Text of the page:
* Q4 net falls 21 pct to $4.67 bln, in line with forecasts
* Rising iron ore output cushions lower prices, higher costs
* Record $18 bln investments to start paying off in 2012
* Prices seen weak in 2012, below 2011 average -analysts
By Jeb Blount and Sabrina Lorenzi
RIO DE JANEIRO, Feb 15 (Reuters) - Vale SA, the world’s No. 2 mining company, reported a 21 percent fall in fourth-quarter net income, as expected, hit by higher costs and weaker iron ore prices that analysts say could keep earnings under pressure this year.
Vale, which is the world’s top iron ore producer and invested a record $18 billion last year, is struggling to replace production as older iron ore mines are depleted and ore quality declines.
This is inflating mining costs just as the average price of iron ore , its principal product, fell 11 percent to $141.80 a tonne in the fourth quarter from a year ago, hit by Europe’s debt crisis and China’s efforts to cool its economy.
The weaker earnings may in large part reflect a pricing concession by Vale to its Chinese clients in the fourth quarter, when it allowed contracts more closely linked to falling spot rates rather than averaging prices of the previous three months, said Mark Pervan, head of commodity research at Australia and New Zealand Banking Group.
Chinese steel mills demanded changes from miners, including Vale and Australian rival Rio Tinto, after spot prices fell in October to their lowest in more than a year, as slack Chinese demand curbed steel prices, and consequently, output.
ANZ sees iron ore prices averaging $156 a tonne this year, down 8 percent from 2011, and Pervan said that could cut Vale’s earnings by 8 to 10 percent.
“We saw exceptionally high iron ore prices in the first half of 2011 and you’re not going to see that reprised this year,” he said.
“We see prices firming up in the second half but they won’t be anywhere near last year’s highs, given a still very restricted lending environment in China.”
Squeezing more efficiency out of the company as metals prices fall and investment remains high will be a key challenge for Vale and Chief Executive Officer Murilio Ferreira, 58, who took the helm of the company last year.
The Rio de Janeiro-based company said net income in the three months to Dec. 31 was $4.67 billion, compared with $5.92 billion a year earlier.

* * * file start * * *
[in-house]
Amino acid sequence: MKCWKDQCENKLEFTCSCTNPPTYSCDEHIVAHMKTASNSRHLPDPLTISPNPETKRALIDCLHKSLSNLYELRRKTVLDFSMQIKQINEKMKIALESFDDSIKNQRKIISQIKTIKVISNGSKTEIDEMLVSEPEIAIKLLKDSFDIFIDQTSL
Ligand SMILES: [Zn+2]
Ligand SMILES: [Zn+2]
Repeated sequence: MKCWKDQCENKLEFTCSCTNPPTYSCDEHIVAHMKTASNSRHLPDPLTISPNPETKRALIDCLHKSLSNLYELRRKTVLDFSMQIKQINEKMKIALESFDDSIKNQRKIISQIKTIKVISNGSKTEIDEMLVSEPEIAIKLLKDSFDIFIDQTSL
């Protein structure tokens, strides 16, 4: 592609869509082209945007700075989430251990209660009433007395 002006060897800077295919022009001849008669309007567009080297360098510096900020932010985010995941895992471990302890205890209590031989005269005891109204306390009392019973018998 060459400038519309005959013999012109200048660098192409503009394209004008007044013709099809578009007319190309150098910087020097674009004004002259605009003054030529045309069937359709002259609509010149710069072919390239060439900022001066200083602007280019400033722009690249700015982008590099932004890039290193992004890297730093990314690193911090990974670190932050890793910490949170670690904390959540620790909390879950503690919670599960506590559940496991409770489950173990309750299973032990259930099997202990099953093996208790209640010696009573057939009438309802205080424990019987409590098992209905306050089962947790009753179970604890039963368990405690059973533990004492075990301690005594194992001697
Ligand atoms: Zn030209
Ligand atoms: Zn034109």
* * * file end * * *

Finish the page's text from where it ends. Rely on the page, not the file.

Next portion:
The result was in line with the average estimate of 11 analysts surveyed by Reuters for a $4.68 billion profit. Compared with the third quarter, it was down 5.3 percent.
Iron ore production jumped 3.5 percent to 80.3 million metric tons in the quarter and reached a record 311.8 million tonnes for the year, or about one-third of world exports. Vale ships most of its output overseas, with around 40 percent bound for China.
“We broke several records despite a challenging economic scenario,” Ferreira said in a statement, adding that the company benefited from strong global demand for its products.
The company invested $18 billion in 2011 to build copper, coal and nickel mines, iron-ore pellet plants, ports, ships and hydroelectric dams, which it said would only start showing returns this year.
The spending, while a record, was below an initial ambitious target of doubling spending to $24 billion, curbed by environmental licensing and labor constraints. Petrobras , another Brazilian resource giant, also saw investment spending constrained last year, posting its first drop in eight years as it struggled to secure equipment, technology and services.
Vale’s revenue was little changed in the quarter, easing just 1.17 percent from a year earlier to $14.8 billion, as higher volumes made up for lower prices. Compared with the third quarter, revenue fell 11.9 percent, less than the 15.9 percent slide expected by analysts.
Nickel for three month settlement averaged $18,396 a tonne in London in the fourth quarter, 19 percent less than a year earlier and down 17 percent from the third quarter.
Vale has the world’s largest nickel mining capacity.
Copper for three month delivery fell 13 percent to an average $7,530 a tonne in the fourth quarter from a year earlier and was down 16 percent from the third quarter.
Higher metals volumes also helped make up for the end of bauxite, alumina and aluminum sales, after the company sold its aluminum assets.
Expanded volumes may be Vale’s best hope to keep profit from falling further as iron ore and metals prices are likely to remain below 2011 levels in 2012, according to Edmo Chagas and Antonio Heluany, analysts with BTG Pactual.
Investment in 2011 was heavily focused on Moatize in Mozambique, the Southern Hemisphere’s largest coal project, the Onca Puma nickel mine in Brazil’s Amazon, Vale’s iron ore pellet and distribution facilities in Oman and Brazil’s Estreito and Indonesia’s Karebbe hydrodams.
All are in ramp-up or completion stages and will start generating value or reducing costs for the company this year, Vale said.